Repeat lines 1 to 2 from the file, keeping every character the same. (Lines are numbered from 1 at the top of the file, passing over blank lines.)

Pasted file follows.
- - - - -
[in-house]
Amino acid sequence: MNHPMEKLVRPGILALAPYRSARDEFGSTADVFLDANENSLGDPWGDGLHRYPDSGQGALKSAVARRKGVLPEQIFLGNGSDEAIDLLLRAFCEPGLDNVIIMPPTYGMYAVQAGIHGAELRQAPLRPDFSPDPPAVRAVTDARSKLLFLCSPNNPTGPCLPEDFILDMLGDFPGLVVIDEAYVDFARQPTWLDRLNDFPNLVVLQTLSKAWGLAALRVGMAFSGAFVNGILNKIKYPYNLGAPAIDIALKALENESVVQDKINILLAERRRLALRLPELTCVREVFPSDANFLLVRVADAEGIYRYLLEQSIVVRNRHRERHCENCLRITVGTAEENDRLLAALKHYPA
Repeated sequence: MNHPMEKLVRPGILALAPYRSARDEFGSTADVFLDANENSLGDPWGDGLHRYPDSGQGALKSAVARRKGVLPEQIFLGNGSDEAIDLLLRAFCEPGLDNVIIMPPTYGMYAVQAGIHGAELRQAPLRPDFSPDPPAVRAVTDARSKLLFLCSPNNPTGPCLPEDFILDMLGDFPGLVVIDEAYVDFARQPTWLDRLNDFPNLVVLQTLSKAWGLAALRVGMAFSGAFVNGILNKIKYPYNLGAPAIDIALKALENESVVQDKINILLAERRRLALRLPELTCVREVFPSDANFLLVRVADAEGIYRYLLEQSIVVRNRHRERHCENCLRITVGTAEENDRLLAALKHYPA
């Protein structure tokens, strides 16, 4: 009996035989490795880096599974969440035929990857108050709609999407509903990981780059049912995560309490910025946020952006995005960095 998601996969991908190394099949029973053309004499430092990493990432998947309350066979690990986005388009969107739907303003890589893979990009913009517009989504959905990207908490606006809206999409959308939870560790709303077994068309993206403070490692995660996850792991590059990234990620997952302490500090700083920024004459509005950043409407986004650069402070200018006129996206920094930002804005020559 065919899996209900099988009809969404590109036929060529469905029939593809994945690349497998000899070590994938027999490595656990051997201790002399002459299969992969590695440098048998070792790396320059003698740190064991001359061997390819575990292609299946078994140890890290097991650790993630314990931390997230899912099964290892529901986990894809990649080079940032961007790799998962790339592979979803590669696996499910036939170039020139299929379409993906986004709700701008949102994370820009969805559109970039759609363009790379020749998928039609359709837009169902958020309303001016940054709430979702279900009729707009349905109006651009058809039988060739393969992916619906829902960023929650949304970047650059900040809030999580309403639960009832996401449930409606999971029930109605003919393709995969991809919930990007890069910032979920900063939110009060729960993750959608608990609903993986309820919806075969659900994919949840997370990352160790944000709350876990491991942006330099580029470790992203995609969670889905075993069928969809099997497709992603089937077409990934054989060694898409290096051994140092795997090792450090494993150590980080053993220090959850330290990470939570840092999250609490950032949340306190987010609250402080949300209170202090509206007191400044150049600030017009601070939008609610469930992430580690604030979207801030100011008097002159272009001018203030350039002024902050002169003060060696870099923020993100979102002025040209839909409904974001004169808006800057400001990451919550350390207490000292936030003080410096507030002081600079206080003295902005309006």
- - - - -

[in-house]
Amino acid sequence: MNHPMEKLVRPGILALAPYRSARDEFGSTADVFLDANENSLGDPWGDGLHRYPDSGQGALKSAVARRKGVLPEQIFLGNGSDEAIDLLLRAFCEPGLDNVIIMPPTYGMYAVQAGIHGAELRQAPLRPDFSPDPPAVRAVTDARSKLLFLCSPNNPTGPCLPEDFILDMLGDFPGLVVIDEAYVDFARQPTWLDRLNDFPNLVVLQTLSKAWGLAALRVGMAFSGAFVNGILNKIKYPYNLGAPAIDIALKALENESVVQDKINILLAERRRLALRLPELTCVREVFPSDANFLLVRVADAEGIYRYLLEQSIVVRNRHRERHCENCLRITVGTAEENDRLLAALKHYPA